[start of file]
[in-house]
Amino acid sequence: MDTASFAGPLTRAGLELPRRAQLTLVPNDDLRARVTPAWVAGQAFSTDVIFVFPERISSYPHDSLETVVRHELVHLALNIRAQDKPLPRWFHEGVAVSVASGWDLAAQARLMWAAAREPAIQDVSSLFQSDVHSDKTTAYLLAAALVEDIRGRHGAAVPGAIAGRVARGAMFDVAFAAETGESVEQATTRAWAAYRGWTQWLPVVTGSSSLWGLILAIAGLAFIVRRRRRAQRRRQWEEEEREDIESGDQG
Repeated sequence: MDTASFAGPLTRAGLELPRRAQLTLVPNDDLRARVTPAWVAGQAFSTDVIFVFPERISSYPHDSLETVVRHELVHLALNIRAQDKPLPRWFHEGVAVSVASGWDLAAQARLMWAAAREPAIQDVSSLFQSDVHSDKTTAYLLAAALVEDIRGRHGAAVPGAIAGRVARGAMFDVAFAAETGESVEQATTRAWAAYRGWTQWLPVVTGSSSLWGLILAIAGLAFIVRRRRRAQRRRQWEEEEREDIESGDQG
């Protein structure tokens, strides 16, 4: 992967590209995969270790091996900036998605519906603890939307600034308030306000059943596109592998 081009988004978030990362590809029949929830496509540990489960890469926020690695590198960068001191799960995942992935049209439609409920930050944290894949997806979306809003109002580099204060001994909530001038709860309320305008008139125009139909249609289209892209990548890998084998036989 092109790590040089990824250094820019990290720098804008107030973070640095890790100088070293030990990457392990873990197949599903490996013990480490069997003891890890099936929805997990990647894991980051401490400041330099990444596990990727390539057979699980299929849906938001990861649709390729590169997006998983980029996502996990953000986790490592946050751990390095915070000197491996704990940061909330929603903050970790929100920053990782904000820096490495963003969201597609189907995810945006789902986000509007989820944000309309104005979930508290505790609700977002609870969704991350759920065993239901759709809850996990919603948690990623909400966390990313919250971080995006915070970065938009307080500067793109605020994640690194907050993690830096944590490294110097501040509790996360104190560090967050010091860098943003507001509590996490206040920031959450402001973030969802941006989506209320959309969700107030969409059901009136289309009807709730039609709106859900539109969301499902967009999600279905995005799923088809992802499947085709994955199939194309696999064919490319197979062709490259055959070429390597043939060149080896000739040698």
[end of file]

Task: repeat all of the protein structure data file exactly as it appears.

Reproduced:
[in-house]
Amino acid sequence: MDTASFAGPLTRAGLELPRRAQLTLVPNDDLRARVTPAWVAGQAFSTDVIFVFPERISSYPHDSLETVVRHELVHLALNIRAQDKPLPRWFHEGVAVSVASGWDLAAQARLMWAAAREPAIQDVSSLFQSDVHSDKTTAYLLAAALVEDIRGRHGAAVPGAIAGRVARGAMFDVAFAAETGESVEQATTRAWAAYRGWTQWLPVVTGSSSLWGLILAIAGLAFIVRRRRRAQRRRQWEEEEREDIESGDQG
Repeated sequence: MDTASFAGPLTRAGLELPRRAQLTLVPNDDLRARVTPAWVAGQAFSTDVIFVFPERISSYPHDSLETVVRHELVHLALNIRAQDKPLPRWFHEGVAVSVASGWDLAAQARLMWAAAREPAIQDVSSLFQSDVHSDKTTAYLLAAALVEDIRGRHGAAVPGAIAGRVARGAMFDVAFAAETGESVEQATTRAWAAYRGWTQWLPVVTGSSSLWGLILAIAGLAFIVRRRRRAQRRRQWEEEEREDIESGDQG
């Protein structure tokens, strides 16, 4: 992967590209995969270790091996900036998605519906603890939307600034308030306000059943596109592998 081009988004978030990362590809029949929830496509540990489960890469926020690695590198960068001191799960995942992935049209439609409920930050944290894949997806979306809003109002580099204060001994909530001038709860309320305008008139125009139909249609289209892209990548890998084998036989 092109790590040089990824250094820019990290720098804008107030973070640095890790100088070293030990990457392990873990197949599903490996013990480490069997003891890890099936929805997990990647894991980051401490400041330099990444596990990727390539057979699980299929849906938001990861649709390729590169997006998983980029996502996990953000986790490592946050751990390095915070000197491996704990940061909330929603903050970790929100920053990782904000820096490495963003969201597609189907995810945006789902986000509007989820944000309309104005979930508290505790609700977002609870969704991350759920065993239901759709809850996990919603948690990623909400966390990313919250971080995006915070970065938009307080500067793109605020994640690194907050993690830096944590490294110097501040509790996360104190560090967050010091860098943003507001509590996490206040920031959450402001973030969802941006989506209320959309969700107030969409059901009136289309009807709730039609709106859900539109969301499902967009999600279905995005799923088809992802499947085709994955199939194309696999064919490319197979062709490259055959070429390597043939060149080896000739040698």